Wednesday, March 26, 2014

Inequality for All Review




Unsurprisingly, income inequality was at its highest in 1928 and 2007, or in other words right before the Great Depression and Great Recession.

If you look at some of the first articles I wrote on this website, you will notice that I used to be a bit (read: a lot) more conservative than I am currently. Back then, I watched a bit too much Glenn Beck, drank above the doctor's recommended amount of O'Reilly cool-aid, and generally saw no issue with many of the things that I do today.

My volte-face in regard to ideology is probably best revealed by my absolute adoration of Robert Reich's documentary, "Inequality for All," a film that tackles one of the most pressing issues in America today -- income inequality.

In many ways, this has been something that annoyed me even when I was a blind follower of Fox News. Even when I took everything Beck said as gospel, I always had a sense that there was something unfair about how the distribution of wealth works in this country.

This is where Reich's documentary comes in. I like it because it does not take an entirely liberal or conservative point of view. It simply argues that the Tea Party and Occupy Movement are trying to grapple with the same issue in different ways, and that that issue is the overly wealthy strangling our economy.

Reich's main evidence is some research that reveals how income inequality has been highest in America right before two major economic disasters: the Great Depression and the Great Recession. Reich argues that America experienced economic growth when there was more of a focus on growing the middle class. This was highlighted by the 90% tax rate on the super rich in the 1950s. (As an aside, I am curious to what research would say about income inequality during the Gilded Age, where America experienced many now forgotten economic disasters.)

Best of all, Reich criticized both Democrats and Republicans. Clinton did not do enough, and Obama has decent rhetoric but never follows through on it, as seen through his inability to raise the income tax on the highest wage earners in America and grow the middle class. Republicans were called out on their faulty logic that cutting taxes creates jobs. I had always been wary about that conclusion whenever I watched Beck and Hannity say it, but never had the evidence to back up my apprehensions.

Now, the truth is clear to me. The rich do not use their money to create jobs. They use it to create more wealth. That was Reich's message, and based on what I see going on today in Washington and on Wall Street, that seems to be what is actually going on.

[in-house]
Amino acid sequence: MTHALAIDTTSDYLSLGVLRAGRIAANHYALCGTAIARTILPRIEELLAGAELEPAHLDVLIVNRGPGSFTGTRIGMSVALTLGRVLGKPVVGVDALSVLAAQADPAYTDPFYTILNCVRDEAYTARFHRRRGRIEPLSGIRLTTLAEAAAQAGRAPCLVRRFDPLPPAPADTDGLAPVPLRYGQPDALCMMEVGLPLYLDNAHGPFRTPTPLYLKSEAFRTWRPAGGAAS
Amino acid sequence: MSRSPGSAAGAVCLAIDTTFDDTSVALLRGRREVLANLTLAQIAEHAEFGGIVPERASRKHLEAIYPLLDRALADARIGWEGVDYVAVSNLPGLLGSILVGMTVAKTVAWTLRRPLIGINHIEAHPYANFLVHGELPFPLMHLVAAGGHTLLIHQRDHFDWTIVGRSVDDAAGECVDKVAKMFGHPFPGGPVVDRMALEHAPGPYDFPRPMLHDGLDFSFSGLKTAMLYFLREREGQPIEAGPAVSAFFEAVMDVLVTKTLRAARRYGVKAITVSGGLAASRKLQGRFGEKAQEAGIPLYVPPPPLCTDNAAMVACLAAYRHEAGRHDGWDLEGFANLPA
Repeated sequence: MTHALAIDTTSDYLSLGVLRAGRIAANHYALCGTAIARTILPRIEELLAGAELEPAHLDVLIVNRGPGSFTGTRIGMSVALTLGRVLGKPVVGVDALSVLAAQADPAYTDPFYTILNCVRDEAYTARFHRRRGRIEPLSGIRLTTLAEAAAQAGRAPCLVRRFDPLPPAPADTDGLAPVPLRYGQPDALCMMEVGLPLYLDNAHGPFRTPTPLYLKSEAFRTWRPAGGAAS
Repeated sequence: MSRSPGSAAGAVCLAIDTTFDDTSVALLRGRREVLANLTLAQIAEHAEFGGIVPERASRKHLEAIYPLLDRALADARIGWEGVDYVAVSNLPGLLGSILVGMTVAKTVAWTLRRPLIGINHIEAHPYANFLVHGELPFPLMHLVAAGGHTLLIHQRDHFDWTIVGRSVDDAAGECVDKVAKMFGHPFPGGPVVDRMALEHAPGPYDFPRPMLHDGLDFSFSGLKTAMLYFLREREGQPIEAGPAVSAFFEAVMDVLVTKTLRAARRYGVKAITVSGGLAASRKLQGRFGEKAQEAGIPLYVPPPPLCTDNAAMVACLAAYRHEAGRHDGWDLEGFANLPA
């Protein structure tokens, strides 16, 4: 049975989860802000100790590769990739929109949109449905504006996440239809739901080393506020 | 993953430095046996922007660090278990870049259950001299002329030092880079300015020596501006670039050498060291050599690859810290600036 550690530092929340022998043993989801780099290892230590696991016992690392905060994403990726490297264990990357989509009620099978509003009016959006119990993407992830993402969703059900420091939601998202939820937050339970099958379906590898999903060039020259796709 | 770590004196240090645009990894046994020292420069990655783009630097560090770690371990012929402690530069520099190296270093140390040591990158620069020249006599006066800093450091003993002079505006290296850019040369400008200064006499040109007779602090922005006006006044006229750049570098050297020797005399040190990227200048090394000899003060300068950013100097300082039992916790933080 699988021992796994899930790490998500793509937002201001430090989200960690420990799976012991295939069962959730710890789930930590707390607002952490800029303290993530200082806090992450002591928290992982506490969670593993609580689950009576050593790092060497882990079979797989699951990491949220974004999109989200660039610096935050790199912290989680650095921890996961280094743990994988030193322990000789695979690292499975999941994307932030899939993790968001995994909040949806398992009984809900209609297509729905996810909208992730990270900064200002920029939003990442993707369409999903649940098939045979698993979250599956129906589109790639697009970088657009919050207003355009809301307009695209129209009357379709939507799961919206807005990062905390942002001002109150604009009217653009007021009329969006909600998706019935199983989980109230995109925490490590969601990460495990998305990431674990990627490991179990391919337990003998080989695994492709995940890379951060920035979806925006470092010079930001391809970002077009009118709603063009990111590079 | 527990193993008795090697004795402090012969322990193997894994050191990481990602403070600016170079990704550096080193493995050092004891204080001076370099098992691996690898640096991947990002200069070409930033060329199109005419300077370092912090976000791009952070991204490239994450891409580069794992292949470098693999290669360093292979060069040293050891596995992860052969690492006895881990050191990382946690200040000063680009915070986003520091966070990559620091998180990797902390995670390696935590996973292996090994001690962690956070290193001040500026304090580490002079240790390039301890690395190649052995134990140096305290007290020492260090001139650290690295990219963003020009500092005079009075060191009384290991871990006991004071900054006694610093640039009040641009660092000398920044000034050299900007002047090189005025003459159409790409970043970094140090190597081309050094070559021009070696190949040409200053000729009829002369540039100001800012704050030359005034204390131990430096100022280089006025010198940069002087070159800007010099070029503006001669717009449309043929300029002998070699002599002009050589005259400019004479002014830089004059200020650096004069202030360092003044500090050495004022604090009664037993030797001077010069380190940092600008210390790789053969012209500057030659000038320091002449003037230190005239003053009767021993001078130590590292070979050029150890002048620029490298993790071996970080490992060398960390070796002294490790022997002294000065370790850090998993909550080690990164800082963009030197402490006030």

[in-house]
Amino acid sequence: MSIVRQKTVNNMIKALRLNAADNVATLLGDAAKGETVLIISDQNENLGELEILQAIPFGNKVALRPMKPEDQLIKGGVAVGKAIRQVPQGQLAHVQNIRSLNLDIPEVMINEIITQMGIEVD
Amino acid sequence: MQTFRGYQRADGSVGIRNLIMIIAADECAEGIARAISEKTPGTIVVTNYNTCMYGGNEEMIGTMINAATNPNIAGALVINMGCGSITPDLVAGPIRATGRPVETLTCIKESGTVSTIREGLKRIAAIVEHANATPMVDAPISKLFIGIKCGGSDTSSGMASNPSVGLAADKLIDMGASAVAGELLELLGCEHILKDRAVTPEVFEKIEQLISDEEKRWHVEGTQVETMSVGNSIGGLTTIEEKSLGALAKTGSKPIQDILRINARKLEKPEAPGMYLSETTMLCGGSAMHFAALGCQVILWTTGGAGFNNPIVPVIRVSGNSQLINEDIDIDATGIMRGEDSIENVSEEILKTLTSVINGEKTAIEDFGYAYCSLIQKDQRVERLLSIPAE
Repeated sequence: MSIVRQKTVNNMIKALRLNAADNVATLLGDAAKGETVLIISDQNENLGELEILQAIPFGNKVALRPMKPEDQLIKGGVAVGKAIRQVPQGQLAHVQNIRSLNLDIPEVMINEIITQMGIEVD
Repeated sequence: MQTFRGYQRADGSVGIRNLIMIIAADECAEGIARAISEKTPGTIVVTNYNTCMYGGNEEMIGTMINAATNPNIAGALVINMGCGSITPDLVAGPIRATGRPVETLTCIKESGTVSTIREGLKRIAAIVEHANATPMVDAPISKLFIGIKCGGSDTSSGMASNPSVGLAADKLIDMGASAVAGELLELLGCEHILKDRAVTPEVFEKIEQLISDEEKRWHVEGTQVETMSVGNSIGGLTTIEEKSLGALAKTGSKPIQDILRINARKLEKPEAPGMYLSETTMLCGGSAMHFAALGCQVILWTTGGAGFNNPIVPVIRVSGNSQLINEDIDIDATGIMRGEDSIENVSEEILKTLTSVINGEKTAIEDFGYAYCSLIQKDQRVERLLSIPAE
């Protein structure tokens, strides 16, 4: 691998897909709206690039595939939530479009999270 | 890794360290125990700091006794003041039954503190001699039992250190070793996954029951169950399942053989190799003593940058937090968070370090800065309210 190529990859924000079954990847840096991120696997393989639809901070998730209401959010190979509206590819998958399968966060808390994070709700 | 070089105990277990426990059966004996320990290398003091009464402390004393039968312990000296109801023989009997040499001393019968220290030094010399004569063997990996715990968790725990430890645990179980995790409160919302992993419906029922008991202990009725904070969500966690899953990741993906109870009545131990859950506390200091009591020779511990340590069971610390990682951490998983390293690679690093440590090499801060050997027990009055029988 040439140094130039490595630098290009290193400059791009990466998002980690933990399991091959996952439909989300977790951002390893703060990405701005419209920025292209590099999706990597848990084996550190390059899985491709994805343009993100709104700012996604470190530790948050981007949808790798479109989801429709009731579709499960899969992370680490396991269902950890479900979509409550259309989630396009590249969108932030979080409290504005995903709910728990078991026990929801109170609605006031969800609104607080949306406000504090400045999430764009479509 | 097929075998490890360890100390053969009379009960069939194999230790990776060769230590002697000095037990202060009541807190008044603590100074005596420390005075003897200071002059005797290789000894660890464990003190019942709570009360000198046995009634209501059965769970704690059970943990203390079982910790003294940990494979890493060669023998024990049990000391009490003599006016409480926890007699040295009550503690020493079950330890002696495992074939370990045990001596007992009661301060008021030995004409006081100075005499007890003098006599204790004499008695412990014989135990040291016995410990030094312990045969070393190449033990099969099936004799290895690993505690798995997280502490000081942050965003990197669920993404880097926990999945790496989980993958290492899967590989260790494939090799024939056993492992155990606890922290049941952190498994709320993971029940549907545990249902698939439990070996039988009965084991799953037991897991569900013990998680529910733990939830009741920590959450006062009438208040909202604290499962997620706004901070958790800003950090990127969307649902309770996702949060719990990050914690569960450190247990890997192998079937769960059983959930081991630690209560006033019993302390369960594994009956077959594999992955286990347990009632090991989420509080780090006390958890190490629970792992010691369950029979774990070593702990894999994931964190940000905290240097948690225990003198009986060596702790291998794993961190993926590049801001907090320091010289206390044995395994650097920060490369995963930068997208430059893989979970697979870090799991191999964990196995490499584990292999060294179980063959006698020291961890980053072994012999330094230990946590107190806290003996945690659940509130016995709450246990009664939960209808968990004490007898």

Do not get me wrong, I have not turned into a socialistic hell-bent on the redistribution of wealth. I just think that the one percent has more wealth than they know how to handle. A 35% tax rate on them is far too low, especially given that many of them find a way to weasel themselves out of that rate (see Mitt Romney and capital gains).

Who really creates jobs if it is not the rich? Us! The middle class! We make up the majority of consumers in the United States. We are the ones who even allow for the creation of a rich class due to our purchases. If we are healthy economically, so is the rest of the country. 

On the flip side, if a rich person invests all of their wealth in some speculative endeavour, that money is essentially useless in terms of building up society. Whereas, if it were taxed, it would go to improving education, healthcare, etc. So it basically comes down to this: is the excess wealth the one percent has better served making them even richer, or in funding an infrastructure that will make the country as a whole stronger?

I think the answer here is clear. You cannot rely on the charity of billionaires, a common conservative argument. There needs to be a centralized orchestrator, like the Federal Government, who can delegate the funds towards things that benefit all of us. That is not to say that the government is faultless, indeed, watching Beck for years has shown me that they are often extremely incompetent.
Corrupt beauracrats are little better than greedy one-percenters. However, at the very least, we can vote out the scumbags in Washington. The same cannot be said of CEOs on Wall Street. 

Politics aside, I think that most of us, whether on the right or the left, can agree with Reich's primary message: that we need to find some way to help the people who used to be the backbone of America. The easiest solution would be to turn to what we know has worked already in the past: asking the super rich to pay just a little bit more. This should not be seen as a punishment. Only a return to the status quo. 

This article should not be seen as a demonization of the wealthy. Many of them are charitable and do a lot to help society. Even so, this would be a way to do even more. If they make their money off of consumers, would it not make sense to ensure that these consumers have more in their pockets? As was stated in the movie, it is time for a shift from trickle down economics to middle out economics. After living in such a terrible economy for several years, it is worth a shot. There will still be rich people in America. Their wallets might, however, be just a few ounces lighter than they were before.






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